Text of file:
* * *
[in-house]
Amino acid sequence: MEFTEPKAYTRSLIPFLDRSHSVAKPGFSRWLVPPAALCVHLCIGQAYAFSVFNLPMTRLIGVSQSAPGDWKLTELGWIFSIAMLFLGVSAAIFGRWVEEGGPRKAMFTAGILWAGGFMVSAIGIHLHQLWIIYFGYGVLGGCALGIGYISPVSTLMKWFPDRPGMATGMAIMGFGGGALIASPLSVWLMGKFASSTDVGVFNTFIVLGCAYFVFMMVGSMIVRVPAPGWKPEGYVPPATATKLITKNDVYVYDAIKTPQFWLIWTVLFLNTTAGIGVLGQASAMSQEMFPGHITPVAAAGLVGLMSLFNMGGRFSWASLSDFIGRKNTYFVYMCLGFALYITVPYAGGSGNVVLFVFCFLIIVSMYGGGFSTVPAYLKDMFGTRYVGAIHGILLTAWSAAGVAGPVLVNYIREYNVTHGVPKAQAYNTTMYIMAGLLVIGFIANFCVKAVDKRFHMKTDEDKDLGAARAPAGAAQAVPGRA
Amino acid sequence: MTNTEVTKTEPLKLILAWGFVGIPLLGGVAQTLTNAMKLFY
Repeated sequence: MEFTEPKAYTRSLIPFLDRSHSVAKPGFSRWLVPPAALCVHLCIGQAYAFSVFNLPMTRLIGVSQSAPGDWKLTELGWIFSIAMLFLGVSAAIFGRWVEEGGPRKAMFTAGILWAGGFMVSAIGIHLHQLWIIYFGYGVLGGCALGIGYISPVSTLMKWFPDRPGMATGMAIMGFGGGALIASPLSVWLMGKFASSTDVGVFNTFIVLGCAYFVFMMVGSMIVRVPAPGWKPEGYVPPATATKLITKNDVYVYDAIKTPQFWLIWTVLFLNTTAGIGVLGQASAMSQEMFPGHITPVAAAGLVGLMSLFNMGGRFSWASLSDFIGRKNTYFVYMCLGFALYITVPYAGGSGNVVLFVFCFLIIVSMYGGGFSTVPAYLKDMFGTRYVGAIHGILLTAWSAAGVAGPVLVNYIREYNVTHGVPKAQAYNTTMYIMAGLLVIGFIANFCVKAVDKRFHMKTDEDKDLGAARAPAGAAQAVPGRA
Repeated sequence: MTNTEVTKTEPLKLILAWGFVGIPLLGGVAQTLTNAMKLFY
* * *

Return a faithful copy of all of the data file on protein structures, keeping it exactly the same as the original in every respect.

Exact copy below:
[in-house]
Amino acid sequence: MEFTEPKAYTRSLIPFLDRSHSVAKPGFSRWLVPPAALCVHLCIGQAYAFSVFNLPMTRLIGVSQSAPGDWKLTELGWIFSIAMLFLGVSAAIFGRWVEEGGPRKAMFTAGILWAGGFMVSAIGIHLHQLWIIYFGYGVLGGCALGIGYISPVSTLMKWFPDRPGMATGMAIMGFGGGALIASPLSVWLMGKFASSTDVGVFNTFIVLGCAYFVFMMVGSMIVRVPAPGWKPEGYVPPATATKLITKNDVYVYDAIKTPQFWLIWTVLFLNTTAGIGVLGQASAMSQEMFPGHITPVAAAGLVGLMSLFNMGGRFSWASLSDFIGRKNTYFVYMCLGFALYITVPYAGGSGNVVLFVFCFLIIVSMYGGGFSTVPAYLKDMFGTRYVGAIHGILLTAWSAAGVAGPVLVNYIREYNVTHGVPKAQAYNTTMYIMAGLLVIGFIANFCVKAVDKRFHMKTDEDKDLGAARAPAGAAQAVPGRA
Amino acid sequence: MTNTEVTKTEPLKLILAWGFVGIPLLGGVAQTLTNAMKLFY
Repeated sequence: MEFTEPKAYTRSLIPFLDRSHSVAKPGFSRWLVPPAALCVHLCIGQAYAFSVFNLPMTRLIGVSQSAPGDWKLTELGWIFSIAMLFLGVSAAIFGRWVEEGGPRKAMFTAGILWAGGFMVSAIGIHLHQLWIIYFGYGVLGGCALGIGYISPVSTLMKWFPDRPGMATGMAIMGFGGGALIASPLSVWLMGKFASSTDVGVFNTFIVLGCAYFVFMMVGSMIVRVPAPGWKPEGYVPPATATKLITKNDVYVYDAIKTPQFWLIWTVLFLNTTAGIGVLGQASAMSQEMFPGHITPVAAAGLVGLMSLFNMGGRFSWASLSDFIGRKNTYFVYMCLGFALYITVPYAGGSGNVVLFVFCFLIIVSMYGGGFSTVPAYLKDMFGTRYVGAIHGILLTAWSAAGVAGPVLVNYIREYNVTHGVPKAQAYNTTMYIMAGLLVIGFIANFCVKAVDKRFHMKTDEDKDLGAARAPAGAAQAVPGRA
Repeated sequence: MTNTEVTKTEPLKLILAWGFVGIPLLGGVAQTLTNAMKLFY